Beverage tax canned

Grace DeKoker, Copy Editor

The Board of Cook County Commissioners reached a decision regarding the highly contested tax on all sweetened beverages on Oct. 10. After months of pressure from their constituents, the commissioners took a vote which would repeal the beverage tax, Cook County Commissioner Sean Morrison (R- Palos Park) said. The board voted 15-2, ruling that as of today, Dec. 1, the penny-per-ounce tax on drinks with added sugars or sweeteners would be rescinded.

“It was the general public that absolutely helped drive the repeal,” Morrison said. “I was the lead sponsor, I wrote the ordinance to have it put in, but I very likely could not have gotten it repealed. The citizens of Cook County placed a lot of pressure on my elected colleagues, which helped to encourage them to vote against the tax.”

Morrison was immediately against the beverage tax, and voted against it from the get-go, he said. The initial vote was 8-8, and Cook County Board President Toni Preckwinkle (D) tipped the scale. She was one of the tax’s largest proponents, though several drink companies and most citizens of the 17th district opposed it.

Small businesses faced an immediate threat, as the tax would implement their sale and distribution of most offered beverages. The expected revenue was anywhere from $90-170 million, Morrison said. In his tenure as a commissioner, he had “never experienced anything like [the soda tax]; no tax issue has had this negative of an effect.”

Additionally, a lawsuit was filed by the Illinois Retail-Merchants Association earlier this year, challenging the constitutionality of the tax. The Illinois Constitution states that taxes must be evenly applied; the specific target on the soda industry was hard-hitting.

“Any tax that segments a small section is bad tax policy,” Morrison said. “A government should never sue a resident or resident organization for something like that. It was my last straw.”

Yet with the repeal, the promised funds disappear. In order to begin paying off the state’s debt, Preckwinkle has proposed the elimination of several mid-level management positions and vacant positions.

“Without revenue, we are left with no other option,” Preckwinkle wrote to the county’s commissioners. _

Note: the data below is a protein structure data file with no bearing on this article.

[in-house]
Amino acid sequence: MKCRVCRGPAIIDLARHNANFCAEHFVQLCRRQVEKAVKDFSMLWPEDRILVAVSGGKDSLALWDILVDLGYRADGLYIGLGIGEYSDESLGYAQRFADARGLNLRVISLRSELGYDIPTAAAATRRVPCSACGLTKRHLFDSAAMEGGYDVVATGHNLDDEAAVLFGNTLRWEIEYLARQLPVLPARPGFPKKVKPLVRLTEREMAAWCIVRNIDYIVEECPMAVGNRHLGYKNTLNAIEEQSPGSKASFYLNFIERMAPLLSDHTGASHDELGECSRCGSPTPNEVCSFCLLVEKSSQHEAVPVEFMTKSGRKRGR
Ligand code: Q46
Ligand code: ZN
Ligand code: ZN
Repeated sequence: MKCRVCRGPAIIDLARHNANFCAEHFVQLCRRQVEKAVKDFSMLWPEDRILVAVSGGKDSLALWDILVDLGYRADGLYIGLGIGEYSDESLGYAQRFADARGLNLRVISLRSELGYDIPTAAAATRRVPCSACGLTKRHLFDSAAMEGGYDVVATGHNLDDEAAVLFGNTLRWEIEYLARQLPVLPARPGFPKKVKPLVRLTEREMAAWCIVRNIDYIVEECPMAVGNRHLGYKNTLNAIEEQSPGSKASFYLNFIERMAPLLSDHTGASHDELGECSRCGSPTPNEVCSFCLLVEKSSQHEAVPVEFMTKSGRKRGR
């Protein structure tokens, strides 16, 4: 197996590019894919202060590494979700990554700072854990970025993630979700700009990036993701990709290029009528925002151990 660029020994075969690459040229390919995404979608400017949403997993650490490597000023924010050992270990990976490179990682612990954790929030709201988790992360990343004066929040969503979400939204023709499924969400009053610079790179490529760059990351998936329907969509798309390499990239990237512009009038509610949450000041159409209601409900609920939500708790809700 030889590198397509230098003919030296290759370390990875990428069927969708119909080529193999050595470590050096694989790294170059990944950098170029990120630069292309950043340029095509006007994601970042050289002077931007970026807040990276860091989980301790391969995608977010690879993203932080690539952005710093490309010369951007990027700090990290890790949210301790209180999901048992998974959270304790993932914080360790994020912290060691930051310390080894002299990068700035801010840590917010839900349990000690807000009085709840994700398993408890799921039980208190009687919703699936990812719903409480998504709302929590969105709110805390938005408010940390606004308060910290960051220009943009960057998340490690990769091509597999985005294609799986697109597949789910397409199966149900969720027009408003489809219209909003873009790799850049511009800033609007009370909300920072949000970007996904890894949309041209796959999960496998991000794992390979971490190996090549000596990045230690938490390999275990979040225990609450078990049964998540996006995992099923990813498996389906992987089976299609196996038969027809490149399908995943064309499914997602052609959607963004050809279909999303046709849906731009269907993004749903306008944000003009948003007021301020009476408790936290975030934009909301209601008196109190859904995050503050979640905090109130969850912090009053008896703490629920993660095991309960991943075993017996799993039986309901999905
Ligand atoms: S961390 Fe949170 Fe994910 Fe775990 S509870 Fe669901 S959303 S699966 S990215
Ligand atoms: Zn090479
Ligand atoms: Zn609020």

The LaGrange Business Association is a membership of over 300 owners of small businesses

and supporters of the local economy. They contribute greatly to the community and other village events, LGBA President Kathy Dierkes said.

“Small businesses have it tough enough these days,” Dierkes said. “There were obviously people who were not happy… it was such a trickle down.”

The “trickle down” refers to how more not just individual businesses, but the community as a whole would face repercussions. Restaurants that had to charge more for soda or stop offering free refills on their drinks were in danger of losing revenue, which would then decrease the sums they would be able to pour back into community events, she said.

“When businesses get squeezed, the community gets squeezed as well,” Dierkes said.

As for LT, the tax saw little effect, Director of Business Services Brian Stachacz said. The short period of time did not allow for much data to be collected on how students changed their purchases based on subsequent cost increases.“The goal of our food services program is to minimally operate at net zero,” Stachacz said.By functioning at “net zero,” the idea is to break even and send extra profit into the budget. Soda and sugary drinks in the cafeteria have already seen a price increase, though there is no  guarantee LT will revert back, Stachacz said, as drink prices have not changed since 2014. Due to the changing economy, the beverage tax may have come and gone at the ideal time to raise them.“Our goal is always to promote healthy drinks,” Stachacz said.

The repeal was driven primarily by citizens, Morrison said, and would not have happened without their support and drive to do what they feel is right.

“It’s not a case of not wanting the money to go to Cook County, it’s a case of appropriating the money… we have to live with money issues, with political issues, with taxation, but I personally don’t think that tax looked at the big picture,” Dierkes said.